Knee conditions

The knee is, at its most basic, a hinge joint between the femur (thigh bone) and the tibia (shin bone). This weight bearing section of the joint is also known as the tibiofemoral joint. As well as bending and straightening it allows a small amount of rotation.

The knee cap (patella) sits in a grove on the femur and slides up and down the leg as well as being able to move sideways to a varying amount. We call this the patellofemoral joint. The knee cap or patella femoral joint can commonly causes pain in the front of the knee.

The purpose of the patella is to improve the efficiency of the quadriceps muscle group as it crosses the knee. The quadriceps is the large group of muscles in the front of our thigh that works to straighten our knee. These muscles are really important to everyday activities such as getting up from a chair, walking and going up and down stairs.

Movement between the bones is limited by ligaments. Ligaments are mainly injured when we have a fast or very forceful movement. Injury most often causes immediate swelling and instability.

Inside joints we also have cartilage, a softer substance that covers the ends of the bone to provide a slippery and protective surface. Inside our knee we also have two crescent shaped discs of cartilage known as menisci. One sits on the inside of the weight bearing knee joint – medial meniscus, and the other on the outside – the lateral meniscus. The menisci act as shock absorbers and also contribute to joint stability. The menisci can be injured, normally with rapid twisting movements, but also can show signs of aging including thinning and tears which is often associated with osteoarthritis.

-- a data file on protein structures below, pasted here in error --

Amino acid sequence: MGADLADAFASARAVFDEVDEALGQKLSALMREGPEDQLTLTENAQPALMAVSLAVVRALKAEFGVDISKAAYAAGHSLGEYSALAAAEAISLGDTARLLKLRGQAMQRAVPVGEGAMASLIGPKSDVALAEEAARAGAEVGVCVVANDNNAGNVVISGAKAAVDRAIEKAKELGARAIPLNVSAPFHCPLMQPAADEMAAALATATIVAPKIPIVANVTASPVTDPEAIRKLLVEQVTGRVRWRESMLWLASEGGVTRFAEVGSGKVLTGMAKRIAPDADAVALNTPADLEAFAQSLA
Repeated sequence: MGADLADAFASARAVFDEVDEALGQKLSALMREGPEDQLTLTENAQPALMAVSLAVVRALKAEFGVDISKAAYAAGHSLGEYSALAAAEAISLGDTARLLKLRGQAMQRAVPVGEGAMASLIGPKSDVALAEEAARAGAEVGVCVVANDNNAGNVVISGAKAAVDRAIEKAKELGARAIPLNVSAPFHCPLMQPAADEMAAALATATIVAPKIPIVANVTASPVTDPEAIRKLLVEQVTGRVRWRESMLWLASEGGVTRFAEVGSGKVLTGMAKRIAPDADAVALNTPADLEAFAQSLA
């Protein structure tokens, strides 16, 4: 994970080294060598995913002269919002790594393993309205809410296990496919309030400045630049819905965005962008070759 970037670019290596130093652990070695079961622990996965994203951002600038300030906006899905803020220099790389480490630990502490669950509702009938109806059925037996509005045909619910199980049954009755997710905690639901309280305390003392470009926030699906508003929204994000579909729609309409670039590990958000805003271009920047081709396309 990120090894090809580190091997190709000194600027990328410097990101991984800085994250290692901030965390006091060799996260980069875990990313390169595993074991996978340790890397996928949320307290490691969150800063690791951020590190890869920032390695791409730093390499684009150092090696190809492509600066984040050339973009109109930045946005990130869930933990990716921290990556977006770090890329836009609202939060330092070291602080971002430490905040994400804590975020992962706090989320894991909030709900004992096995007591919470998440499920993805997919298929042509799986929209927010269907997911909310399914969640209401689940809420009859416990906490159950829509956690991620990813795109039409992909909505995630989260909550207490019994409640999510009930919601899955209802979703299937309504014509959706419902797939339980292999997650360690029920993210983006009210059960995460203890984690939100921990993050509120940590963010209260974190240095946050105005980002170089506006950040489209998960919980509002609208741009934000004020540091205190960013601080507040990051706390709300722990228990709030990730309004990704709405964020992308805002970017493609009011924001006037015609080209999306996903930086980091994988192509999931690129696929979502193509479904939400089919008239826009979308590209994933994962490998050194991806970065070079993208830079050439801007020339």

A number of fluid sacks exist around the knee known as bursae. These are normal structures which may fill up with fluid and become more noticeable. An egg shaped swelling in the front of the knee cap may relate to a pre-patella bursitis and is most commonly caused by frequent kneeling. Similarly an enlarged fluid sack at the back of the knee is often referred to a Baker’s cyst.

Videos

We work in collaboration with Sussex MSK Partnership East and here is a series of videos about living with OA and dispelling the myths and misconceptions:

Escape pain programme

Escape is a national run exercise-based programme for people living with hip and knee pain.

Introduction to ESCAPE-pain

Participants discuss benefits of ESCAPE-pain

About the ESCAPE-pain app

Getting more active

The following websites have some great resources to help you get moving more:

The Best Workouts For Beginners – Core Workout For Beginners

Weight management